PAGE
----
Compulsory licensing will apply to larger HMOs, such as bedsits and shared houses, as they are considered to be at higher risk and often have poorer physical and management standards than other privately rented properties.
Our compulsory licensing extends to HMOs properties that are:
- three or more storeys high
- have five or more people in more than one household
Anyone who owns or manages an HMO that must be licensed has to apply to us for a licence. It is a criminal offence to operate a HMO without a licence.
Yes - a separate fee will be set for each property. A licence may not relate to more than one property and is not transferable to a different property, or to a different person.
Additional charges may also be made for work carried out in connection with your HMO not covered by the initial licence fee. You will receive a breakdown of what your licence fee pays for. A licence will normally last for a maximum of five years, although it can be for a shorter period.
We will decide who is a fit and proper person to be granted a HMO licence.
The application form will ask you about details of:
- Any unspent convictions you may have for offences involving fraud or other dishonesty, or violence or drugs or any offence listed in Schedule 3 to the Sexual Offences Act 2003
- Any unlawful discrimination on grounds of sex, colour, race, ethnic or national origins or disability in or in connection with, the carrying on of any business
- Any contravention of any provision of the law relating to housing or of landlord and tenant law: (including any civil proceedings that resulted in a judgement against you
If you do not declare unspent convictions you will be committing a criminal offence and will be subject to a fine of up to £5000. There is also every likelihood that when this comes to light your licence will be denied or revoked.
Simply because someone has an unspent conviction for one of these offences does not mean that they will automatically be denied a licence. Each application will have to be considered on its merits and the circumstances of an offence and its relevance to the licence application should be taken into account.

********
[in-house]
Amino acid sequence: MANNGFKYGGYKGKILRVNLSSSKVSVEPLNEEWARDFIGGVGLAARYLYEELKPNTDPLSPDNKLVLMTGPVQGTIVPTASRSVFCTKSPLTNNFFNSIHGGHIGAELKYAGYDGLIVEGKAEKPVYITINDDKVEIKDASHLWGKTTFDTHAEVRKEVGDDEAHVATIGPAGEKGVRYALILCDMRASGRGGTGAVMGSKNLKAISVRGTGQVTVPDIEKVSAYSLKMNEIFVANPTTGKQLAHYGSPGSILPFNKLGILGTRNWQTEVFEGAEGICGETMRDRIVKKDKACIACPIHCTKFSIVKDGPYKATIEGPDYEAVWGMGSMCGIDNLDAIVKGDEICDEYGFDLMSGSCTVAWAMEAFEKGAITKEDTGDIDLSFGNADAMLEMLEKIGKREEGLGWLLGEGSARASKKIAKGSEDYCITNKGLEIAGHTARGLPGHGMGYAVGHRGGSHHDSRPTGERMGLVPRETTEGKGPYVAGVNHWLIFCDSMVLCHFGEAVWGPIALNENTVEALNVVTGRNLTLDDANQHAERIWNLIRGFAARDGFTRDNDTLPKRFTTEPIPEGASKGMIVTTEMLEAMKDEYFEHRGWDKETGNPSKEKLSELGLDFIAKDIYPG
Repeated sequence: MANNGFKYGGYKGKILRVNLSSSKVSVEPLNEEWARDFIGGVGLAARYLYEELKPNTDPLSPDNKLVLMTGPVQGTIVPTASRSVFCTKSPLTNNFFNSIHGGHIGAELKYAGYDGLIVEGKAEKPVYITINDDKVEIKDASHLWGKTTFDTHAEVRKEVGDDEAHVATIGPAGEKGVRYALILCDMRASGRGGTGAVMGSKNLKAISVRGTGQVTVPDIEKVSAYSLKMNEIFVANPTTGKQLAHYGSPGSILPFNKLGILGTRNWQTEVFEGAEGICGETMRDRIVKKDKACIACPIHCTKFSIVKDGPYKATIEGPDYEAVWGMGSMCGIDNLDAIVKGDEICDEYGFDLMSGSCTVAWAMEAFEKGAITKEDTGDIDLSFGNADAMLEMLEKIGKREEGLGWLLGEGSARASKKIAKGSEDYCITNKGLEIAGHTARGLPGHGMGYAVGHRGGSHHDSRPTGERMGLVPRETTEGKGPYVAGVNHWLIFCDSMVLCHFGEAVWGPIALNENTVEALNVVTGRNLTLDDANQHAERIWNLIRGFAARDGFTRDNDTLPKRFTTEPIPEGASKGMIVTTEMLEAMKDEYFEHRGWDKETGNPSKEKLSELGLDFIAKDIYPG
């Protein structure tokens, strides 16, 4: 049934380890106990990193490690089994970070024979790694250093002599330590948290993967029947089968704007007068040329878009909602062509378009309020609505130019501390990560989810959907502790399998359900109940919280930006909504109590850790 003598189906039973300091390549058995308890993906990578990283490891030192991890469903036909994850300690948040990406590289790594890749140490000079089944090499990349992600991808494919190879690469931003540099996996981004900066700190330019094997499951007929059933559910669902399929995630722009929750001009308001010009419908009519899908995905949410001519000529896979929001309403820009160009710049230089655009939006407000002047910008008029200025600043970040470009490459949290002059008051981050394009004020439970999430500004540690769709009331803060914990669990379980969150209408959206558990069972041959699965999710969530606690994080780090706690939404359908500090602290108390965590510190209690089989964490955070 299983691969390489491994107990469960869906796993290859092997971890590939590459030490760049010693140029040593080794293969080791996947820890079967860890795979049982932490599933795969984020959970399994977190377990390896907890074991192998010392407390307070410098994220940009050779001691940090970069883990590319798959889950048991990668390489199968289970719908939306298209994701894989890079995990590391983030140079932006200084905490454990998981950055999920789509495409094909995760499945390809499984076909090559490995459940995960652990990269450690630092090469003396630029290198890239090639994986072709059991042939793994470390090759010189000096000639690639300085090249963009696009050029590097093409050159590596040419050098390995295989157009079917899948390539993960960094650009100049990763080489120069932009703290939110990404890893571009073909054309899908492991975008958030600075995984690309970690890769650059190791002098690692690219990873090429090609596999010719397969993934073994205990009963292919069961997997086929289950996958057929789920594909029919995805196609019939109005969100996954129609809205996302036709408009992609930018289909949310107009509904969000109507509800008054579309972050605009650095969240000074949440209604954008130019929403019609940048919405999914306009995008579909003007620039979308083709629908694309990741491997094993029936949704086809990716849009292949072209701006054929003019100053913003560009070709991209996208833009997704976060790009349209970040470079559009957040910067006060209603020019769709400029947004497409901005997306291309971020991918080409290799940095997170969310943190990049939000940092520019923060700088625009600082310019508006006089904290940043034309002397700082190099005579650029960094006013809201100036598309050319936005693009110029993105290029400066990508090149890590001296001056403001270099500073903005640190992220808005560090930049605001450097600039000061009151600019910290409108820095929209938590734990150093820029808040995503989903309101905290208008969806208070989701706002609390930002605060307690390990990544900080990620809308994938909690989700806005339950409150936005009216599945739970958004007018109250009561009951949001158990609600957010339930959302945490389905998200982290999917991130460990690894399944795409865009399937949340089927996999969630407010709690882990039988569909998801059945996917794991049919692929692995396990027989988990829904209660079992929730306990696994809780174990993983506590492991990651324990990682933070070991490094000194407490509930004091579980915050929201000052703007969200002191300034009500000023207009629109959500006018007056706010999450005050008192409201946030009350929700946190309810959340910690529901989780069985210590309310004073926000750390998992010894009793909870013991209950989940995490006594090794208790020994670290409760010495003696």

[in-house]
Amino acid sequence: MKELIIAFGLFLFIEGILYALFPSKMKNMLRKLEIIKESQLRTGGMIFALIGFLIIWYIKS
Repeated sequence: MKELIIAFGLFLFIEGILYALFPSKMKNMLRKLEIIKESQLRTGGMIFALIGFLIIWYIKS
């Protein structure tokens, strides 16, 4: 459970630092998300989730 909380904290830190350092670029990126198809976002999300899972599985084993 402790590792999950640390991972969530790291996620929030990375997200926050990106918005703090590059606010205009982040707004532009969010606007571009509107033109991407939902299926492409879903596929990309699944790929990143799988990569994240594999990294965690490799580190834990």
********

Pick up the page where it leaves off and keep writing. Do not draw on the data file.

We can advise you if you are unsure about whether you would be considered a fit and proper person to hold a licence or manage a licence.
Yes, if the property does not meet the conditions described and the landlord or manager is not a fit and proper person.
What will happen then?
If a landlord fails to bring an HMO up to the required standard, or fails to meet the fit and proper person criteria, we can issue an interim management order (IMO), which allows us to step in and manage the property. The owner keeps their rights as an owner. This order can last for a year until suitable permanent management arrangements can be made.
If there has been no improvement, then we can issue a final management order.
This can last up to five years and can be renewed.
Can I make an appeal?
You may appeal if we decide to:
refuse a licence
grant a licence with conditions
revoke a licence
vary a licence
refuse to vary a licence.
You must appeal to the residential property tribunal, normally within 28 days.
If a landlord or person in control of a property intends to stop operating it as an HMO or reduces the numbers of occupants and can give clear evidence of this, then he or she can apply for a temporary exemption notice.
This lasts for a maximum of three months and ensures that a property in the process of being converted from an HMO does not need to be licensed. If the situation is not resolved, then a second temporary exemption Notice can be issued.
When this runs out the property must be licensed, become subject to an interim management order, or cease to be an HMO.
Guide to landlords' of houses in multiple occupation [pdf document, external link]
Guide to tenants' of houses in multiple occupation [pdf document, external link]